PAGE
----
If you can’t make an interview, particularly after you’ve already confirmed your availability – let us know. We understand and appreciate that ship happens sometimes, and we’ll always bend over backwards to accommodate you. If you can’t let us know beforehand, drop us a line afterwards. It’s a basic courtesy that engenders trust and respect. You never know if or when you might want/need to reconnect!
5. Put some clothes on
Dress the same way for a video call in the same way you would for a face-to-face interview. If you wouldn’t want to meet your prospective employer in pyjamas, don’t sport them on your video call. Additionally, if you might need to stand up to shut the door when you’re already connected, we’d appreciate you dressing your lower half!
It never ceases to amaze me how many people, despite never having stepped foot on a cruise ship, let alone worked on one, suddenly become subject matter experts on industry forums. I recently read a crazy piece on a popular cruise blog about crew members being ‘made to work in squalid conditions’ for ‘very little money.’ Having worked for several cruise lines in various roles, from the lowest ranking positions to some of the highest, I believe I’m somewhat better qualified to comment more objectively.
While it is true that compensation, benefits and working conditions vary from company to company (as they do in any land based organization), there are many perks to working on cruise ships, and crew members are never ‘forced’ to do anything they don’t want to do.
Allow me to shed some light on three of the more ridiculous statements that were made in this particular blog…
1. “Crew members work in excess of 100 hours per week”
Hours of work vary from position to position, but an average working week for many cruise companies is 70 hours over 7 days. If you’re working 9:00 am to 5:00 pm, five days a week and traveling an hour to and from the office every day, the hours are very similar. The only difference is that crew members typically work the weekend too, although time off is granted whenever possible. It’s also pertinent to mention that contract length generally runs from 10 weeks to 8 months depending on the position, but this is followed by a lengthy vacation period, averaging 6-10 weeks.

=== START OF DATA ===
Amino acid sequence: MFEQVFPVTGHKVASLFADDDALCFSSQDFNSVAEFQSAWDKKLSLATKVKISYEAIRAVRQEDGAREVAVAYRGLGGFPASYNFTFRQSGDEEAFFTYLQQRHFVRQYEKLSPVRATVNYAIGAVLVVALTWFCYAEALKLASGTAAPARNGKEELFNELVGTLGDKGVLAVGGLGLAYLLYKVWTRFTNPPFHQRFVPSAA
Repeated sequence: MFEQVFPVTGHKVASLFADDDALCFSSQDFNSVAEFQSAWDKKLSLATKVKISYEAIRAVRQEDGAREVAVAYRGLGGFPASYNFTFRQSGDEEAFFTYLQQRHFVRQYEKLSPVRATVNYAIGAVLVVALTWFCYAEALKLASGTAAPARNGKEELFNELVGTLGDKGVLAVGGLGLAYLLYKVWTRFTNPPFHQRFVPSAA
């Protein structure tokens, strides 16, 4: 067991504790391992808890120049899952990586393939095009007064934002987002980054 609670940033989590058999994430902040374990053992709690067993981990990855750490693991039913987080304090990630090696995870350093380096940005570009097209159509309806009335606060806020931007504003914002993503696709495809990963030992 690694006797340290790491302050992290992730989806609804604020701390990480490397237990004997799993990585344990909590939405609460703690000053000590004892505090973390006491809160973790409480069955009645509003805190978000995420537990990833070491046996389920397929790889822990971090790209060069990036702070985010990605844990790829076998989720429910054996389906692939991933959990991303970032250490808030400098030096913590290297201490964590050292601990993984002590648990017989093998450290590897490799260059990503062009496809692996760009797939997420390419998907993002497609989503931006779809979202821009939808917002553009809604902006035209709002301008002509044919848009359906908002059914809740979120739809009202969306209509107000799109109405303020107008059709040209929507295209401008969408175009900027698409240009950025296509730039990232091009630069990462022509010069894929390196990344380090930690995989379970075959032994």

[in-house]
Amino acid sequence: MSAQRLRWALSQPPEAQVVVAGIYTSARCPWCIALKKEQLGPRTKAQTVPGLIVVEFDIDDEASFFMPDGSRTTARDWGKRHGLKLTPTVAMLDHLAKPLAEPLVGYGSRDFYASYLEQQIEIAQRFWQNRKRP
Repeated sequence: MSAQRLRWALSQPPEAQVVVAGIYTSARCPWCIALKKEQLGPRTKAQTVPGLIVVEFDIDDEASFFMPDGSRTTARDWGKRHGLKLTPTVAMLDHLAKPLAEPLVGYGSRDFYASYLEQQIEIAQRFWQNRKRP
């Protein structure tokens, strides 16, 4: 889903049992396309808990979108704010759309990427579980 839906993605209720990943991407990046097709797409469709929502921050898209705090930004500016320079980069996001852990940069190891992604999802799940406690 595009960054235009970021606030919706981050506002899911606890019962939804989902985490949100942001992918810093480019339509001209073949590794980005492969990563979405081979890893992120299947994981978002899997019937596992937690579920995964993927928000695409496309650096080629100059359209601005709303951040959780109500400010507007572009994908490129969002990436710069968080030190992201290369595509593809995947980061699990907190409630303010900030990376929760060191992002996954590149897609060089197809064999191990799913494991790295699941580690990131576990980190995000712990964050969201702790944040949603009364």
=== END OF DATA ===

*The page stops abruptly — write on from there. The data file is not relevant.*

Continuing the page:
2. “Crew members practically work for free”
Some crew members have fixed salaries, while others have a lower base rate that is supplemented by passenger gratuities. The more reputable cruise operator will still include a minimum monthly guarantee, and full compensation details must be outlined in the seafarers’ agreement (contract of employment) which the crew member has an opportunity to review, in full, prior to signing or joining the ship. Many crew members choose a career onboard because they are able to save the majority, if not all of their earnings. As food, accommodation, utilities, medical insurance and travel is paid for by the company, overheads are minimal. Additionally, there are many tax benefits for seafarers, and many nationalities find basic salaries well above their national average.
3. “Crew members have no rights if they work on a ship that is registered outside of the US”
When determining where a cruise ship will be ‘flagged’, the cruise operator will consider several factors, including but not limited to, the capabilities of the flag to deliver the services needed, the reputation and performance of the flag state, the pool of seafarers able to meet the needs of the flag, and the relevant fees and taxes. Since the Maritime Labour Convention 2006 (otherwise known as the Seafarer’s Bill of Rights) entered into force five years ago, all vessels registered in countries that ratified the convention (the majority of the world’s gross tonnage of shipping) must abide by the requirements. The small minority of cruise ships that are registered in countries that haven’t ratified the convention are still obliged to follow the standards if they sail into the waters of those countries that have.
The majority of cruise operators go above and beyond the requirements of national laws to ensure their employees are safe, happy and comfortable. That said, shipboard life isn’t for everyone, and unless you are exposed to it first-hand, you’ll never really know if it’s a fit. Either way, nobody is going to hold you hostage!
Victoria from the United Kingdom, recently joined Carnival Cruise Line as an Admin Coordinator in the Human Resources Department. She shares a snippet of her first 6 weeks onboard...
"I decided to work in the cruise industry because I wanted to combine my passion for travelling with a job that I love. Shipboard life is unlike anything I have ever experienced before. I have seen some really interesting places within such a short amount of time (my favourite so far being San Juan in Puerto Rico) and I am forming some beautiful friendships. There always seems to be a social gathering and I feel like I'm part of a big international family. I was overwhelmed by how friendly and welcoming everyone was - I expected it to be a little harder to fit in, but it was such a nice surprise. It's tough though...the pace of life is so fast; you always have be ahead of the game! If I had to give one piece of advice to anybody thinking of choosing a shipboard career, I'd tell them to go for it! My only regret is that I didn't do it years ago. That said, if you're going to be successful, you'll need to be adaptable, proactive, positive and hard-working!"
You say tomayto, I say tomarto! These nautical terms will help you 'sail' through your first shipboard contract...